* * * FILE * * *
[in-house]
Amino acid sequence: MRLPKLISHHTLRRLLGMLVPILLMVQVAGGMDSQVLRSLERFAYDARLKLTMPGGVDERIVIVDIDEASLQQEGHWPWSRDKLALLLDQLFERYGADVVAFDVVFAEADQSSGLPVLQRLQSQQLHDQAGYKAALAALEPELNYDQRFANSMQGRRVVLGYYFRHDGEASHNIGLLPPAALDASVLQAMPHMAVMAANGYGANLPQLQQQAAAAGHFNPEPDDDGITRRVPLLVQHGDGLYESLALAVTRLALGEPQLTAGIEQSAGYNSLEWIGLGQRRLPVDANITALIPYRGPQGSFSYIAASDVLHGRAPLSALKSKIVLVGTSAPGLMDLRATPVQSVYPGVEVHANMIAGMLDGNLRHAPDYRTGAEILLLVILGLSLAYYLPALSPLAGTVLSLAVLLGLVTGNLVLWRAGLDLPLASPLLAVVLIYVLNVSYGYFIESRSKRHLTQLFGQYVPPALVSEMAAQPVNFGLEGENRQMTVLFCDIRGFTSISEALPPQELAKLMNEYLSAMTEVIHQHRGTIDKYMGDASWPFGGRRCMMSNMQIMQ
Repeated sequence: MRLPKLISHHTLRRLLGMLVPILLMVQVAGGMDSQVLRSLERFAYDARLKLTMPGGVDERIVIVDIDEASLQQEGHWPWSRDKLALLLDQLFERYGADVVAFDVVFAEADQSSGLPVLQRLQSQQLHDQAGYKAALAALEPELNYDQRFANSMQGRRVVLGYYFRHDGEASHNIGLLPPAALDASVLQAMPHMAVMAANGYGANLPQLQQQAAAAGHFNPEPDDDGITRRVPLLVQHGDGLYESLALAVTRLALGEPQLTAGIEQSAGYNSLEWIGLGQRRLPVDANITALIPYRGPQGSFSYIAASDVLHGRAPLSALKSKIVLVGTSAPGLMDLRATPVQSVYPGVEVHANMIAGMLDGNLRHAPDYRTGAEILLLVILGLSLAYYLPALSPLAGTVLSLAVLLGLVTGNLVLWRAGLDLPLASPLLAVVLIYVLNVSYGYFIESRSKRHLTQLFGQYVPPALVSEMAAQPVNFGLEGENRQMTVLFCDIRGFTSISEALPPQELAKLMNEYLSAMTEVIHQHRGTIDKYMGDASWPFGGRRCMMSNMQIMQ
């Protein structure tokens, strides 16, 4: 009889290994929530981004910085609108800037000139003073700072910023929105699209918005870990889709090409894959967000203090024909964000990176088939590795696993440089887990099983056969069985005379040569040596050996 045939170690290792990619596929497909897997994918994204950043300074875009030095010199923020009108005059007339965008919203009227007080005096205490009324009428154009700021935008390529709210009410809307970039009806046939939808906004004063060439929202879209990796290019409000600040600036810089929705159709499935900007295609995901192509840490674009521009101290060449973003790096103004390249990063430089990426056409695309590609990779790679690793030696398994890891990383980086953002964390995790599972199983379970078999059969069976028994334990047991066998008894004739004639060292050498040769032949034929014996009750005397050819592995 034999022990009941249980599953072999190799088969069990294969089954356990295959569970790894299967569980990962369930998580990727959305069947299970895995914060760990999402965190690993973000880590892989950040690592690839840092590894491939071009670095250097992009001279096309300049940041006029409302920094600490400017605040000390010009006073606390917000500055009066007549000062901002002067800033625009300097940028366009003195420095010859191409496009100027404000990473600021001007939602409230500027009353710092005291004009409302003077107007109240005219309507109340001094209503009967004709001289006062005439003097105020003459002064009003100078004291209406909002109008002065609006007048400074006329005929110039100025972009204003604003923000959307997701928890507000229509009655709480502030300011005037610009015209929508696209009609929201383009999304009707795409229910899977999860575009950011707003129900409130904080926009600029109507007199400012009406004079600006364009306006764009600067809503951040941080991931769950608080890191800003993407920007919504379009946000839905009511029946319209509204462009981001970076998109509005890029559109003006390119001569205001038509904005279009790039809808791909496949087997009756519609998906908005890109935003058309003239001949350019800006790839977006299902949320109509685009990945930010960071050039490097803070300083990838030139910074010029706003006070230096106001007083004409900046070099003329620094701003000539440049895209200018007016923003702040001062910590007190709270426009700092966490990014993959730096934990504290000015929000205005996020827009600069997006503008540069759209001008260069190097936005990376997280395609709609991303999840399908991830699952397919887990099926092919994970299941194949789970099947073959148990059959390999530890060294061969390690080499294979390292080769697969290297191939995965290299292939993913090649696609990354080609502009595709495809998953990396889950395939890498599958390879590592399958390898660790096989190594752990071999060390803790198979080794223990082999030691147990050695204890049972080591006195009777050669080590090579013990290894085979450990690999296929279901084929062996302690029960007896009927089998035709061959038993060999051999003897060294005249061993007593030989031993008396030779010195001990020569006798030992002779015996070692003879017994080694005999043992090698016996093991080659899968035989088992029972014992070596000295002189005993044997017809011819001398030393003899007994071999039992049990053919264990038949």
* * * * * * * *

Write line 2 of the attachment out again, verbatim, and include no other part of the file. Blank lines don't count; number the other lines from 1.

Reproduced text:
Amino acid sequence: MRLPKLISHHTLRRLLGMLVPILLMVQVAGGMDSQVLRSLERFAYDARLKLTMPGGVDERIVIVDIDEASLQQEGHWPWSRDKLALLLDQLFERYGADVVAFDVVFAEADQSSGLPVLQRLQSQQLHDQAGYKAALAALEPELNYDQRFANSMQGRRVVLGYYFRHDGEASHNIGLLPPAALDASVLQAMPHMAVMAANGYGANLPQLQQQAAAAGHFNPEPDDDGITRRVPLLVQHGDGLYESLALAVTRLALGEPQLTAGIEQSAGYNSLEWIGLGQRRLPVDANITALIPYRGPQGSFSYIAASDVLHGRAPLSALKSKIVLVGTSAPGLMDLRATPVQSVYPGVEVHANMIAGMLDGNLRHAPDYRTGAEILLLVILGLSLAYYLPALSPLAGTVLSLAVLLGLVTGNLVLWRAGLDLPLASPLLAVVLIYVLNVSYGYFIESRSKRHLTQLFGQYVPPALVSEMAAQPVNFGLEGENRQMTVLFCDIRGFTSISEALPPQELAKLMNEYLSAMTEVIHQHRGTIDKYMGDASWPFGGRRCMMSNMQIMQ